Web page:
By Mark Hardie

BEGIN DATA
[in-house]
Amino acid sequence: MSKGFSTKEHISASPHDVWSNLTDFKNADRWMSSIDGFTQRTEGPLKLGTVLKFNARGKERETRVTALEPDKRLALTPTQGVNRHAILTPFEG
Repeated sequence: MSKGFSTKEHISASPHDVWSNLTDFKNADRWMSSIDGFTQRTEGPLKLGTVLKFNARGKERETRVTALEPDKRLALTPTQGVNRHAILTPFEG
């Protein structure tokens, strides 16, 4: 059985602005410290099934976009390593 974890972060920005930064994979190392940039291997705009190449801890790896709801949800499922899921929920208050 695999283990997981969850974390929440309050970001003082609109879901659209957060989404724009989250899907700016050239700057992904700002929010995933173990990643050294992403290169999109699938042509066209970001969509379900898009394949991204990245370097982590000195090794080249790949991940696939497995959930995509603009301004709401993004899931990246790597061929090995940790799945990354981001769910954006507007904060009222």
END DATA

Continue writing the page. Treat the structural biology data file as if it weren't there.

A gripping thriller that brings together the secrets of the past and the crimes of the present in a twist that will leave you gasping - perfect for fans Patricia Gibney's The Missing Ones and Rachel Abbott's The Sixth Window. A BRUTAL ACT OF VIOLENCEA body has been found dumped on the shores of Southend. Already under scrutiny following the murder of a corrupt cop, DS Frank Pearson and DC Cat Russell of the Essex Major Investigation Team are tasked with solving the case quickly, and quietly.A WOMAN TOO SCARED TO TALKWhen the victim's identity is revealed, the list of suspects begins to grow: a young woman knows more than she's letting on, but is she really involved? Or there's the estranged father, who's been trying to find the victim for months. One thing is clear: no one is telling the whole truth.A KILLER BACK FOR MORE?Then a shocking tragedy leads Pearson to a similar murder case from decades before. Is it a coincidence, or is history repeating itself? As Pearson and Russell search for the answer, they find themselves drawn into a terrifying cover-up going back fifty years...If you like Peter James, Patricia Gibney, Rachel Abbott, Robert Dugoni, LJ Ross, Angela Marsons or Ed James, then you will love this stylish and gripping crime debut. ****Praise for Mark Hardie:'Immensely impressive' The Times'The investigation into a copper's dramatic death in downbeat Southend scoops a cast of equally downbeat characters into its net, and tensions rise as their stories fold around each other. An accomplished debut' Sunday Times'Emotional, intelligent, sensual and with such a strong voice, Burned and Broken by Mark Hardie is a crime debut that deserves huge success' Harry Illingworth (Goldsboro Books)'I absolutely LOVED, LOVED, LOVED this book and I would recommend it to anybody. I can't wait to read more investigations led by DS Frank Pearson and DC Cat Russell' Amanda Oughton (Ginger Book Geek)'The story is easy to follow without being too simple, and the novel really manages to evoke a sense of atmosphere and reality within its pages. I didn't find myself becoming distracted whilst reading at all, and raced through it in hours. I will certainly be reading any future novels, particularly in this series which I wholeheartedly enjoyed' Laura Naz (Snazzy Books)